It seems that once having seen images of war first-hand, it’s impossible to lead a ‘normal’ existence on Civvy Street. This is certainly the case from personal experience, and writer/director Brian Welsh’s second feature, In Our Name, would have you believe this, too. In fact, as the media is quick to remind us, it appears back home that Britain is under siege, too, from feral teen gangs. These topics, plus mixed public sentiment about war in Iraq provide ample ammunition for an intense case study of a returning soldier.
Welsh gives the concept a nice little twist by making the soldier in the film a woman who is not only a wife, but a mother, too. This raises the fascinating social debate about the still predominantly male role of a soldier and the lack of support given to those who need it most on returning. Indeed, with all the Defence budget cuts recently, disturbingly, all that springs to mind whilst watching this is just how many ex-servicemen and women end up homeless on the streets. This was an unnerving, post-viewing chill factor.
These issues fuel the intensity that In Our Name delivers from the start, when we see Suzy, played by the captivating Joanne Froggatt of Downton Abbey fame, returning to her less-than-happy home, complete with disturbing flashbacks of an incident on tour that torments her. Far from having the support she desperately craves, she finds an impatient and frustrated husband and a young daughter who blames her for going away. Suzy also soon discovers that the local youth is using her street as a meeting point, causing the usual mindless antisocial behaviour. It’s a recipe for disaster waiting to happen – all you can do is wait and witness the fallout.
Talented Froggatt’s performance is faultless, instantly engrossing as Suzy who tries to come to terms with her life as it unravels faster than she could’ve possibly predicted. Combined with Welsh’s goading slow-burn situations, Froggatt as Suzy has you questioning whether things really are that dangerous outside the front door, or whether her trigger-happy actions and fragile mental state are the true catalyst. The fear of crime is far greater than the reality – as any criminologist would say – and it’s intoxicating here.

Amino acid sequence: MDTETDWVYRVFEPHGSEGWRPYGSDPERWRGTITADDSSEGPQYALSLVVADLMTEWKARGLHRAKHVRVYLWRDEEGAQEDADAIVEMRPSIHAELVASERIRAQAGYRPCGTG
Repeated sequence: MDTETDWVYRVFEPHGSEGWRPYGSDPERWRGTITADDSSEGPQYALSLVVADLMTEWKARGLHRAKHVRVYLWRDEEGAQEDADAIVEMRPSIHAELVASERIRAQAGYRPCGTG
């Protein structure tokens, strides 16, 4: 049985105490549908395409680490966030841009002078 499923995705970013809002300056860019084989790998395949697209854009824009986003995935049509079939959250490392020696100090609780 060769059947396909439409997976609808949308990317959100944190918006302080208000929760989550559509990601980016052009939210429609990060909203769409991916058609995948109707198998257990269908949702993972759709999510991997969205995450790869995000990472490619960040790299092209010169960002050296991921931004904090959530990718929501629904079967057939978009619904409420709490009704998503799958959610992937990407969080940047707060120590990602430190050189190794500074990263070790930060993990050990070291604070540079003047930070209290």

What this film does – apart from having a large dig at governmental impotency on the matter – is provide a surprisingly fascinating microcosm of a person’s anxieties and paranoia, within the framework of an ordinary domestic situation. Just when you feel that Suzy is ‘healing’, her unstable husband (played by a suitably sinister Mel Raido) reopens the wounds again. We discover that the healing process is unlikely to happen in her trapped situation as her husband is equally traumatised by events he’s encountered in combat. Interestingly, Suzy’s reaction is to defend, whereas her husband’s is to attack.
Some events in the film turn the ordinary and believable into the extraordinary and ridiculous. Welsh tries to tackle racial intolerance in a brutally unnecessary and titillating way in one latter scene, even though we can see he’s trying to make Suzy and her husband’s over-reactions seem absurd in a climatic moment. The ending is a little strange, too, although with hindsight, could be credible if Suzy’s been used to adapting and living in her wild surroundings. Thankfully, Welsh steers away from a tragic ending with a gun, wisely realising that there has been enough drama, without going overboard.
All in all, it’s Froggatt’s marvellously acted reactions that speak a thousand words when uttering none, plus a half-decent script that drive this dramatic offering. Whether it’s a box-office winner that can cash in on Downton Abbey’s popularity in featuring one of its stars is another thing. What is evident is it’s a solid home-grown drama that goes to further showcase the talents of an actress who is always an exciting prospect to watch (and a very gracious lady), and will, hopefully, get us appreciating those who risk their lives, both abroad or at home when they deal with everyday worries, in addition to carrying the mental baggage of injustices and unimaginable horrors. Is this film a political statement? You bet, and made all the more striking with a woman at its helm.
By L G-K